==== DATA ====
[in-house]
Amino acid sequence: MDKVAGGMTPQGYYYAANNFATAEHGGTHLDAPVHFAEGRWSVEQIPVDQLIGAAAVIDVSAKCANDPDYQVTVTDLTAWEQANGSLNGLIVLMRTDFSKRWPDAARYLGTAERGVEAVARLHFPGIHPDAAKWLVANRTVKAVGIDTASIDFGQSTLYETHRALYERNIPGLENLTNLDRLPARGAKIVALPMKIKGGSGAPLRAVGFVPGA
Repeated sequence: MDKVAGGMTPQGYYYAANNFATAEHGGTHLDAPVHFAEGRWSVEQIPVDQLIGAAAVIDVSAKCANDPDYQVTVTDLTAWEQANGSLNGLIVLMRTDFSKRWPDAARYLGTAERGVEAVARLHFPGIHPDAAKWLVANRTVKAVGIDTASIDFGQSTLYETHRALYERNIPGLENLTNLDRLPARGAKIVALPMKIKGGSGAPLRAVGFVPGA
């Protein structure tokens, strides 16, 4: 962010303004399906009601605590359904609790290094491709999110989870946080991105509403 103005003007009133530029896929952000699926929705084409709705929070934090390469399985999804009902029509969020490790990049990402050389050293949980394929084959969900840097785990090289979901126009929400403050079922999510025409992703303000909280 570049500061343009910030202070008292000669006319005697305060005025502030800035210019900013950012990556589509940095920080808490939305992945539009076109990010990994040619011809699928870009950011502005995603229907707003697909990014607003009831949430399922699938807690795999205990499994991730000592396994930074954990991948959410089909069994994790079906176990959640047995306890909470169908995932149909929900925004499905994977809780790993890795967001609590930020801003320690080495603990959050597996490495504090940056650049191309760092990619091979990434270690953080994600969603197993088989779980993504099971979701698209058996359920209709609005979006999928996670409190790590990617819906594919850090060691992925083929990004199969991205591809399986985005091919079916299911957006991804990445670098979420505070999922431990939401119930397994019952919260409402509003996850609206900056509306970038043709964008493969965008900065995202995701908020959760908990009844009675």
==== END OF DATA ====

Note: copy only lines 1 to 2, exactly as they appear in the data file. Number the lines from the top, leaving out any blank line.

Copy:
[in-house]
Amino acid sequence: MDKVAGGMTPQGYYYAANNFATAEHGGTHLDAPVHFAEGRWSVEQIPVDQLIGAAAVIDVSAKCANDPDYQVTVTDLTAWEQANGSLNGLIVLMRTDFSKRWPDAARYLGTAERGVEAVARLHFPGIHPDAAKWLVANRTVKAVGIDTASIDFGQSTLYETHRALYERNIPGLENLTNLDRLPARGAKIVALPMKIKGGSGAPLRAVGFVPGA